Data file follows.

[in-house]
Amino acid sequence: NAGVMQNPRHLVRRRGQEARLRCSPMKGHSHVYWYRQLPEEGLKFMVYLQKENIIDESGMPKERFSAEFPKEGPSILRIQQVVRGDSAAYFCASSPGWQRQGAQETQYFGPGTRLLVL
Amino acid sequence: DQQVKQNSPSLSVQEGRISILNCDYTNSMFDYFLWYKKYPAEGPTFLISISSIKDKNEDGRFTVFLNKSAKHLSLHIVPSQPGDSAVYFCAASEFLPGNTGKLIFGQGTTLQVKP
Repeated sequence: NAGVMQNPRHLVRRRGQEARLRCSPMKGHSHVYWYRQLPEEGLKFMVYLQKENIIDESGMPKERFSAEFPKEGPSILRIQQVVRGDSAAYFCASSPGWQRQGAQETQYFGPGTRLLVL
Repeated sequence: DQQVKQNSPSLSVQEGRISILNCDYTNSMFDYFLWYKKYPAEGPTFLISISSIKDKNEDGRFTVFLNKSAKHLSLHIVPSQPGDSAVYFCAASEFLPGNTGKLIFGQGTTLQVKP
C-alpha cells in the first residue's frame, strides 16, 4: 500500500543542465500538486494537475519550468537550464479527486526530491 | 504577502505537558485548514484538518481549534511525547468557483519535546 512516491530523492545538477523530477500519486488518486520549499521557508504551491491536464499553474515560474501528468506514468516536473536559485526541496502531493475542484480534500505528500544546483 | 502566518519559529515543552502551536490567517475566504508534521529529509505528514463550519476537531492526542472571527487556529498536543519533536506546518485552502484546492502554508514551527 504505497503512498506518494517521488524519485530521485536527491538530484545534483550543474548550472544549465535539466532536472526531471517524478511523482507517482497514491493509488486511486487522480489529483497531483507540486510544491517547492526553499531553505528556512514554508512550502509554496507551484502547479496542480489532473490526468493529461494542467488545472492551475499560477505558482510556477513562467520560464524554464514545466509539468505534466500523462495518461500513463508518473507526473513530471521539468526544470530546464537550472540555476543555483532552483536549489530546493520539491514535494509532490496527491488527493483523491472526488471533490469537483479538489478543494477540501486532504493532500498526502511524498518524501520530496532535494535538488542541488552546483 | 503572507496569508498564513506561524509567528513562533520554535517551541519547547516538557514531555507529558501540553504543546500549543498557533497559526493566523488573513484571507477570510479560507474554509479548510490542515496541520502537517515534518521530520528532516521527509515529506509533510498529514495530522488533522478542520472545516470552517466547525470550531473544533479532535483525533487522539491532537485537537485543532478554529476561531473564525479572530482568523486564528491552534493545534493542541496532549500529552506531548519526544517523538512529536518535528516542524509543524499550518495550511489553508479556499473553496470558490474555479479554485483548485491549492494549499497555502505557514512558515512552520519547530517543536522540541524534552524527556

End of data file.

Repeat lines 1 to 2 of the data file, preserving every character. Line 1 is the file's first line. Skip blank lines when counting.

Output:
[in-house]
Amino acid sequence: NAGVMQNPRHLVRRRGQEARLRCSPMKGHSHVYWYRQLPEEGLKFMVYLQKENIIDESGMPKERFSAEFPKEGPSILRIQQVVRGDSAAYFCASSPGWQRQGAQETQYFGPGTRLLVL